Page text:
Theory texts tend to present traditional materials in categories, their uses shown as abstract examples or from simple and uncomplicated excerpts from the works of composers. But there are many passages in music where a number offactors operate simultaneously, requiring the ability to isolate those factors and to study their interrelationships. Chapter 11, "Chords and Progressions in Special Situations," provides instruction in this type of analysis through the use of a number of interesting and challenging examples, from the works of Bach through those of late-nineteenth-century composers.

A survey of twentieth-century music covering three chapters concludes the text. A complete volume or several volumes are necessary for a thorough understanding of the subject, but this overview will be found effective in furnishing a solid foundation for later studies. These studies show how music late in the previous century literally used up its resources while at the same time it prophesied the music of the future. A chapter on the music of Debussy shows that he influenced the radical changes occurring at the turn of that century (1800—1900) by using styles of writing markedly different from those of previous years. For twentieth-century music, included first are studies of music that show evolutionary development from the previous century. These are followed by studies of the development of new and original concepts in music composition.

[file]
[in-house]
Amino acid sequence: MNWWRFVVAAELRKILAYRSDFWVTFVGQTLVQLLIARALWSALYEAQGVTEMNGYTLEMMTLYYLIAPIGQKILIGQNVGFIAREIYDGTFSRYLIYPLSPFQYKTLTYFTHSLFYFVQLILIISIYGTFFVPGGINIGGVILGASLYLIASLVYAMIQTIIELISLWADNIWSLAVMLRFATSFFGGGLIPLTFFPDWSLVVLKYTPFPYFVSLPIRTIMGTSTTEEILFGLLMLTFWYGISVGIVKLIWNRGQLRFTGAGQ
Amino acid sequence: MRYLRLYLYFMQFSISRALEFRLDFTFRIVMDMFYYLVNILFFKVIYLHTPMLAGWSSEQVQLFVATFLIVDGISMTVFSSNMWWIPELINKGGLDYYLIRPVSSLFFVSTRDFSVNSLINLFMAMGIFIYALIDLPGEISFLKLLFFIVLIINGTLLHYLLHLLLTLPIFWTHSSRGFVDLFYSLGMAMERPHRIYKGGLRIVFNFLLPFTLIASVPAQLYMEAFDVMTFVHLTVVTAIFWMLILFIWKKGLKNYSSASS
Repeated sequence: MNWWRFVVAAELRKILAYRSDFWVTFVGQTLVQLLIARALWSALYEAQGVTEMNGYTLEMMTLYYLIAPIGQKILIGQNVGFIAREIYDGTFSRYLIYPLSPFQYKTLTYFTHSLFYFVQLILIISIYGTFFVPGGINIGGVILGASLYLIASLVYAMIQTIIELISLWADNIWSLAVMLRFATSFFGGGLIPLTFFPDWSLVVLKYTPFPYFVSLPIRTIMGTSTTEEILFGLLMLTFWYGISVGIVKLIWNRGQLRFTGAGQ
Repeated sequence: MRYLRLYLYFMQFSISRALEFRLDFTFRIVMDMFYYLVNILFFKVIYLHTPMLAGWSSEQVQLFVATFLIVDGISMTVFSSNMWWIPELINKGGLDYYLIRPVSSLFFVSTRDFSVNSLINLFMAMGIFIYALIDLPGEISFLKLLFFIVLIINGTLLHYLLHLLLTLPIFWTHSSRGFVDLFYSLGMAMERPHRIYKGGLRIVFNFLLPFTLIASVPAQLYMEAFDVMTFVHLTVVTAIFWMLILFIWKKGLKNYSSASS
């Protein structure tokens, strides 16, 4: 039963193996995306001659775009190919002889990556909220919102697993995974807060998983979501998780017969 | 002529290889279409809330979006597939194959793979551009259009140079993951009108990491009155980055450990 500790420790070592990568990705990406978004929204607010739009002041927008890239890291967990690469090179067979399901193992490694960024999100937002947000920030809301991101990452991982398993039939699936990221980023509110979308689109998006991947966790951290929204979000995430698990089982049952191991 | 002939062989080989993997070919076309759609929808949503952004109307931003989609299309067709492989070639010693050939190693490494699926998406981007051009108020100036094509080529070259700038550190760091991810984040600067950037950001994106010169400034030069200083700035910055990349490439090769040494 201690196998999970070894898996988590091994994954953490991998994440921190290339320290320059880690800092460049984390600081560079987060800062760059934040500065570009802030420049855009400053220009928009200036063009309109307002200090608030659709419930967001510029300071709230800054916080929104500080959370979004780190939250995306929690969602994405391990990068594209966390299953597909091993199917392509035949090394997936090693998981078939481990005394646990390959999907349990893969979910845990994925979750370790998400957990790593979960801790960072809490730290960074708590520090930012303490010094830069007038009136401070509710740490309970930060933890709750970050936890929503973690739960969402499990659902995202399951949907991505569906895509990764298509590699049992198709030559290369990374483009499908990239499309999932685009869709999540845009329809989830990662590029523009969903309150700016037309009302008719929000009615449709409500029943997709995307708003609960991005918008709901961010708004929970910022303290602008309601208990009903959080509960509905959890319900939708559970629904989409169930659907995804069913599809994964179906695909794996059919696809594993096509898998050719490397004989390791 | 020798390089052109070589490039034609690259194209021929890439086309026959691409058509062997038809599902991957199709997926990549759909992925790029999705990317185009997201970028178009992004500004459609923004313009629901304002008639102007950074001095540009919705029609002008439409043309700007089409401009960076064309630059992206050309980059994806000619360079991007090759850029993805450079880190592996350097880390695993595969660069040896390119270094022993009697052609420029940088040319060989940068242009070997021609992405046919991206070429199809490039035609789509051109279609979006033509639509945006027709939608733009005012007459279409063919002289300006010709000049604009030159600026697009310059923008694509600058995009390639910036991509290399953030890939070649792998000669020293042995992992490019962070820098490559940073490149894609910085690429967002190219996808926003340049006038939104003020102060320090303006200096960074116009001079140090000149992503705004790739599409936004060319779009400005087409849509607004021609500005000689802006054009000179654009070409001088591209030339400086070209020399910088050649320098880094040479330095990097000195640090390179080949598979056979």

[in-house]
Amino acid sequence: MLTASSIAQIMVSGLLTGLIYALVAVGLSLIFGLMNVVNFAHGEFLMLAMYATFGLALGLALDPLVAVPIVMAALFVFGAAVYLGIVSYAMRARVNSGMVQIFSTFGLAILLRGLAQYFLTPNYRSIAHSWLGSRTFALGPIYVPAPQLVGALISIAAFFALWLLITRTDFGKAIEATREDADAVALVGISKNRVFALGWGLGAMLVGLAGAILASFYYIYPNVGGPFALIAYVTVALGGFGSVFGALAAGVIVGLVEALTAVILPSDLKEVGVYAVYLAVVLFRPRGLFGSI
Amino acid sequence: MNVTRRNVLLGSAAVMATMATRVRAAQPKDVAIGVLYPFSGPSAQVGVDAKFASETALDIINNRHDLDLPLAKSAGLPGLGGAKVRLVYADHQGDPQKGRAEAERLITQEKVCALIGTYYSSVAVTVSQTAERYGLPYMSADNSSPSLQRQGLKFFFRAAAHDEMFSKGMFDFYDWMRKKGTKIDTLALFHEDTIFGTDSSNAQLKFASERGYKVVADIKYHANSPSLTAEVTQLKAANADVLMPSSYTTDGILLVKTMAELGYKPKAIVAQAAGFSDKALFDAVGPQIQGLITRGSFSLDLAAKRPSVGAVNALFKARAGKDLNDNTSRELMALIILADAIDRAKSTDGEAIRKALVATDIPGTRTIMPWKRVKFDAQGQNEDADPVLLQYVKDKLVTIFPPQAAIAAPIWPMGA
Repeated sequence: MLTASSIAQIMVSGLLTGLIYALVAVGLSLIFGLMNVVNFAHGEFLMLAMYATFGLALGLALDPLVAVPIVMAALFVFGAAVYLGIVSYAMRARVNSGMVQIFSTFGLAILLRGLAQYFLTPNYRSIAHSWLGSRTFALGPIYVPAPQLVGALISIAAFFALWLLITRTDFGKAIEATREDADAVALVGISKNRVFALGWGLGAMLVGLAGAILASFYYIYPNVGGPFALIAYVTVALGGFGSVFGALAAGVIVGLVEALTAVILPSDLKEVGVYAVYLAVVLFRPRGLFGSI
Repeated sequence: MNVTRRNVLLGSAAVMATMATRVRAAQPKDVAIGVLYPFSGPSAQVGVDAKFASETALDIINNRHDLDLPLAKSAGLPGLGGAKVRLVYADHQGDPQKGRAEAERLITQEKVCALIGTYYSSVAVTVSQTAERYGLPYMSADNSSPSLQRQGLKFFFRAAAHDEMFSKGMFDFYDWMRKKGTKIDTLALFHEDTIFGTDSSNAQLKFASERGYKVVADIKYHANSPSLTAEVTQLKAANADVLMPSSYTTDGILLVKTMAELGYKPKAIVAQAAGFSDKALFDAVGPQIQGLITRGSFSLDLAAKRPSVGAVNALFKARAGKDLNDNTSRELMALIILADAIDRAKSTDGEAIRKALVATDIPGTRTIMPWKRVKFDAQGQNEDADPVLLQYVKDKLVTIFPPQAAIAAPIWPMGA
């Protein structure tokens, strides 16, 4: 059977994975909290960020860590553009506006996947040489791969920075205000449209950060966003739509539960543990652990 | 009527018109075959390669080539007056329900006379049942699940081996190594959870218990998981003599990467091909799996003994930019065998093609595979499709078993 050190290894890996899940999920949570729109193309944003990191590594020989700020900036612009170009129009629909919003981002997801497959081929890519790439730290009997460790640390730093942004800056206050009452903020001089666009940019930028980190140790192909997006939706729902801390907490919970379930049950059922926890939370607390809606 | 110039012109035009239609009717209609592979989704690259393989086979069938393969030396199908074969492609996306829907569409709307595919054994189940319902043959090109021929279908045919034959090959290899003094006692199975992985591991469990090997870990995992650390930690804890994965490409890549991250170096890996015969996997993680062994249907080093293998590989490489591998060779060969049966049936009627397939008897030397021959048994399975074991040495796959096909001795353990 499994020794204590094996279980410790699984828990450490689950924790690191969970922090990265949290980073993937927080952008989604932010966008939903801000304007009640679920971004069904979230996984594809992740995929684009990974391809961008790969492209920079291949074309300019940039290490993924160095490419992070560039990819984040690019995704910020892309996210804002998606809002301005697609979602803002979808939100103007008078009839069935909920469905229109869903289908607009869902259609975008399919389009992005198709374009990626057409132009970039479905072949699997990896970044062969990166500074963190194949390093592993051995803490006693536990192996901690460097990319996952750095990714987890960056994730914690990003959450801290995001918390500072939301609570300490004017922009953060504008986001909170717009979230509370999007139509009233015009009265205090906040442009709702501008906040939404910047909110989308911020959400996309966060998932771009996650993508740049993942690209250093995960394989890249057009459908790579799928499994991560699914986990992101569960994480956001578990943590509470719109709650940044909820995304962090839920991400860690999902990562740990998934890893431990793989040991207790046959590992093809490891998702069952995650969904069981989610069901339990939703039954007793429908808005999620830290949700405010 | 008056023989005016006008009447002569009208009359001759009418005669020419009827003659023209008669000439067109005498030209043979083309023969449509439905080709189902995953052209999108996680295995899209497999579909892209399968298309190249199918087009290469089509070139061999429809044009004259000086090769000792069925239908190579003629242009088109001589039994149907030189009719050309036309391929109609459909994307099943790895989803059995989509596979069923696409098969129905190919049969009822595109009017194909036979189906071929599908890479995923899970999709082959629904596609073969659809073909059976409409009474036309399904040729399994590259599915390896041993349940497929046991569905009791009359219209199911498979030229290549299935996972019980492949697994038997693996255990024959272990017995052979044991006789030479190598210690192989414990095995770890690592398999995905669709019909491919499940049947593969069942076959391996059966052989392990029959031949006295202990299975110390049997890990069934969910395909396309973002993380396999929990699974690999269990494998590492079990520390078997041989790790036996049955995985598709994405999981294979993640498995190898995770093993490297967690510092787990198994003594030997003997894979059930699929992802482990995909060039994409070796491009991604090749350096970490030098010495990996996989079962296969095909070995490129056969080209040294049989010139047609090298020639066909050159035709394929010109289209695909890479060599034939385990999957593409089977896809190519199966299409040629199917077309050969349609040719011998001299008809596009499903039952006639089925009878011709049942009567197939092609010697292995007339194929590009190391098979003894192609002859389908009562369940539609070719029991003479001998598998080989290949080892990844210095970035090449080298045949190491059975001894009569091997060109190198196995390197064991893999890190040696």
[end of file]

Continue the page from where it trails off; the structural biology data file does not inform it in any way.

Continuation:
Revision of the text material has been the principal concern of this fifth edition. Most chapters show numerous improvements, but those concerning diminished seventh harmony and the binary and ternary forms have been copiously rewritten. In addition, all chapters with part-writing exercises include additional exercises with only the bass line given. New examples from music literature include excerpts from works of women composers.

A Workbook is available as a companion to this text. Though its use is not required, many students will find it helpful, not only for the additional exercises and music excerpts, but especially for those exercises in a semiprogrammed format, by which a student can immediately compare the completed answer with the correct answer. Such exercises are identified in the present text with this statement: In the Workbook: Answers are given.

The remaining requirements of the theory program are covered by the author's other titles, Music for Sight Singing, fourth edition, 1996, and Basic Ear Training Skills (with Paul Dworak), 1991, a comprehensive text serving both as a workbook for the student and as a source of dictation materials for the teacher, together with five supplementary computer disks for independent student practice. Both volumes are published by Prentice Hall.

I would like to acknowledge the invaluable assistance of Professor Alan Swartz of the University of Texas at Tyler in preparing the fifth edition of Advanced Harmony for publication.